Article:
All 4 models described previously, SCOR, GSCF, CSCMP and Frazelle are well-defined and potentially could be implemented by a wide range of companies, as follows:

  • The GSCF it has an extended area of applicability, ensure the implementation of changes to the organizational structure and is especially recommended to companies migrating from a hierarchical structure to a process-oriented structure.
  • SCORE Model and the one offered by CSCMP are easier to implement in the modeling business functions that refers to sources, production and logistics management activities. Also, these models are coupled with the standard methodology for conducting Benchmarking operations.
  • Frazelle Model is very close to logistic activities and can be used for the implementation of effective and efficient management of logistic activities.

In conclusion, When we talk about performance in Supply Chain we mean integration. Integration of strategies, processes, organizations, information systems in order to maximize the value provided by Supply Chain.

Today the market request:

  • Personalization/customization: the power transferred to the final consumer in SC led to the adjustment of the pattern of production and related services – from mass production (PUSH model) to customized production (PUSH-PULL model) nearest personalized customer requirements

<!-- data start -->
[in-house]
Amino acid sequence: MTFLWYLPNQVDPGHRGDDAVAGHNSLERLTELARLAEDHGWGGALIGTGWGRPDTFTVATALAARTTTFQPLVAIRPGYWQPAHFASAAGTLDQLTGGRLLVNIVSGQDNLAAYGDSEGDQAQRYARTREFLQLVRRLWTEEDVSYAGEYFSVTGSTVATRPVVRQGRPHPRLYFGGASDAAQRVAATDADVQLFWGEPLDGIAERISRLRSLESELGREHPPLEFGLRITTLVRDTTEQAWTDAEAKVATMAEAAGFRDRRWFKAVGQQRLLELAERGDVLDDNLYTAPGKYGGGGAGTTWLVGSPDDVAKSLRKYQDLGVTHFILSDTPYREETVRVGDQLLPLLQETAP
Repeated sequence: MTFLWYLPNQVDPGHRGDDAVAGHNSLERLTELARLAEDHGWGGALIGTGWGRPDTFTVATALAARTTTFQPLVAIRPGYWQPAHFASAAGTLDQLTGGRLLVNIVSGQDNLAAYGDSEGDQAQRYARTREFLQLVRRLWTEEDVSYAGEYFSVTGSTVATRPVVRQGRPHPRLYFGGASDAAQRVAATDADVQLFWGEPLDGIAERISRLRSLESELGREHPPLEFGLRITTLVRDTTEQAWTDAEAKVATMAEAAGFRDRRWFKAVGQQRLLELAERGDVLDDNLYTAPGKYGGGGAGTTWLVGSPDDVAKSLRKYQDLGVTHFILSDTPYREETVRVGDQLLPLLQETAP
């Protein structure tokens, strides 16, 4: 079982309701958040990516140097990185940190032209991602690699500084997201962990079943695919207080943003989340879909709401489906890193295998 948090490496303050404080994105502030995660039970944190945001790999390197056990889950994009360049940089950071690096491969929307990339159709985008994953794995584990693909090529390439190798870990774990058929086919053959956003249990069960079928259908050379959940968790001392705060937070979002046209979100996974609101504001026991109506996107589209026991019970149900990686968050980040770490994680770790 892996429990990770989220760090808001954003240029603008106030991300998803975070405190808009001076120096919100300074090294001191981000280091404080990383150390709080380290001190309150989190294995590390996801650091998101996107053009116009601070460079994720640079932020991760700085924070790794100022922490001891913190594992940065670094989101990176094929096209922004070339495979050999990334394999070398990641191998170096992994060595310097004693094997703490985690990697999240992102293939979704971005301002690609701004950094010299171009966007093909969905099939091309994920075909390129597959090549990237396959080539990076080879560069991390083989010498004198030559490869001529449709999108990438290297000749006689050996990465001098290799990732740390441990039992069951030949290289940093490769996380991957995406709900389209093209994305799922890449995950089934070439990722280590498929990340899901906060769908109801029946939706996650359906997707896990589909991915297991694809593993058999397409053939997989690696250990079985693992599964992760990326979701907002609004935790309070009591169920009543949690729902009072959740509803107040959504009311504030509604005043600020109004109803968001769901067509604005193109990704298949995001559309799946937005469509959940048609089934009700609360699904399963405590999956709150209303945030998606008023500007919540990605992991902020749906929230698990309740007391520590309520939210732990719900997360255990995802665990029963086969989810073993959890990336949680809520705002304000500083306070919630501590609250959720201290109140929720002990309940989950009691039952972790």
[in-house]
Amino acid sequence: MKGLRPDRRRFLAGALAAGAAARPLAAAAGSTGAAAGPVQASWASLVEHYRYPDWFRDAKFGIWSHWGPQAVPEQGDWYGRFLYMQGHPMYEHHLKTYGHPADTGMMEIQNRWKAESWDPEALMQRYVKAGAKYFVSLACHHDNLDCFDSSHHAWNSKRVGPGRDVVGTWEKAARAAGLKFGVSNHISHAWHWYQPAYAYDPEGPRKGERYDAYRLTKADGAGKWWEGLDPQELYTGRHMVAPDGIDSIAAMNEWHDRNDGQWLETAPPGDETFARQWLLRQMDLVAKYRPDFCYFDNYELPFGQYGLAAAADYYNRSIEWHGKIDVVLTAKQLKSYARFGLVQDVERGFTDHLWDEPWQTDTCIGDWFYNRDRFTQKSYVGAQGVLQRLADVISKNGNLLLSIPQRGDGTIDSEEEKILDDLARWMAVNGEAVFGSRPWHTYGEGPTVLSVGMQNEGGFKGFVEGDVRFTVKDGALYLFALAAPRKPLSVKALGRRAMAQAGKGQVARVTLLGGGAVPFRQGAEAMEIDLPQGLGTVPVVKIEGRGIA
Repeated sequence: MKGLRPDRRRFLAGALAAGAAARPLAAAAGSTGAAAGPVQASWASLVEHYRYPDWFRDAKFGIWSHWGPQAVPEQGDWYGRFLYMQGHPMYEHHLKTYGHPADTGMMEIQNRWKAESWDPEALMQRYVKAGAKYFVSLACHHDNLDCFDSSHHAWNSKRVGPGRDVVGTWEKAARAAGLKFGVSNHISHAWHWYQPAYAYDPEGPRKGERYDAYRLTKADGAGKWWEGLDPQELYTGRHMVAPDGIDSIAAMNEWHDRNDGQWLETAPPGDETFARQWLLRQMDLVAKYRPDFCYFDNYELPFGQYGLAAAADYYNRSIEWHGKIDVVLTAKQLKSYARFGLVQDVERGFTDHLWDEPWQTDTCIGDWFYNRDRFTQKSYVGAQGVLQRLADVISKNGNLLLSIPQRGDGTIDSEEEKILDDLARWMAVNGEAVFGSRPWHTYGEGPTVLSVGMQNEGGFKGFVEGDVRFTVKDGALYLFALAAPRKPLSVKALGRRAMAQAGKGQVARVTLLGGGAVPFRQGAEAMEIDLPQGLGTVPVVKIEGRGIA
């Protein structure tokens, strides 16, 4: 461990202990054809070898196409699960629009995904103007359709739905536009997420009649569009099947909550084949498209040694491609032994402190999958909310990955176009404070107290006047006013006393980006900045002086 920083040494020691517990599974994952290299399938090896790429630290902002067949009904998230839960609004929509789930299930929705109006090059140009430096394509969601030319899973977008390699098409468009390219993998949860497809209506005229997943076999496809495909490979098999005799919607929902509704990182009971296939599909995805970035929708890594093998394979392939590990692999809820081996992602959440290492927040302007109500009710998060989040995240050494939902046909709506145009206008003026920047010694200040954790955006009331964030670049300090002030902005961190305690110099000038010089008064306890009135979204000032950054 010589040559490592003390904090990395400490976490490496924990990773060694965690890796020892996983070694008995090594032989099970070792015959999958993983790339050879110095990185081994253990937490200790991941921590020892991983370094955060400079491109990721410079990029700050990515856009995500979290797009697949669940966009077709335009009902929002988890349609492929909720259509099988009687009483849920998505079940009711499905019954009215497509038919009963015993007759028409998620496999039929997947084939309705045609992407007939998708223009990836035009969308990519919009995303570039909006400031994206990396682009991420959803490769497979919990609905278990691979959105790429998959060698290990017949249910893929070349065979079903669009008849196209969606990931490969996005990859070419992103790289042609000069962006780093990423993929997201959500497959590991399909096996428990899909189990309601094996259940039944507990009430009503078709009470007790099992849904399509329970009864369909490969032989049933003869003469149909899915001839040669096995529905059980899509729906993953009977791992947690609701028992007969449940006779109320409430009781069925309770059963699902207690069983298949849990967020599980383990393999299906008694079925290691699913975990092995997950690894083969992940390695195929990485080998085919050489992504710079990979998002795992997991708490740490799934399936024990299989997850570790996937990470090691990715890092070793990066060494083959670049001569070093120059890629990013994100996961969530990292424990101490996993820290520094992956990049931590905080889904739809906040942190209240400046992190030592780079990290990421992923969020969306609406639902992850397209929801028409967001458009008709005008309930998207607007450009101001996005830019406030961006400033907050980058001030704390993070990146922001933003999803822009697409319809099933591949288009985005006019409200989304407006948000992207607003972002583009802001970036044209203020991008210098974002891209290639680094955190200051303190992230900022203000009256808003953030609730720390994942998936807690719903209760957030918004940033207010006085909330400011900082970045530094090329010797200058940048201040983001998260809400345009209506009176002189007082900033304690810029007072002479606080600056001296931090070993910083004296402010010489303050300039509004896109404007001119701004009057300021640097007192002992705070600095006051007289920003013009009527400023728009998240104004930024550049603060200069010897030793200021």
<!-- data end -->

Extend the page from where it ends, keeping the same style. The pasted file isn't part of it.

• Collaboration between partners for joint actions coordination of SC
  • Real Time: reduction of downtime cross-corporate operations
  • Flexibility (Agile), faster adaptation to permanent changing conditions in the market to earn or maintain competitive advantages
  • Efficienct processes in SC by applying the concepts of Lean Management (reducing or eliminating non-value added activities)
  • Visibility end-to-end inside and outside the company, upstream and downstream processes of SC
  • Traceabilityability to identify and track a product or a component back to its point of origin during all stages of SC (see in this context, the current scandal concerning meat animal origin)
  • Integrating information and sharing their partner organizations in SC

And they all require models, methodologies that bring together standards and “best practices” that have already proved effective.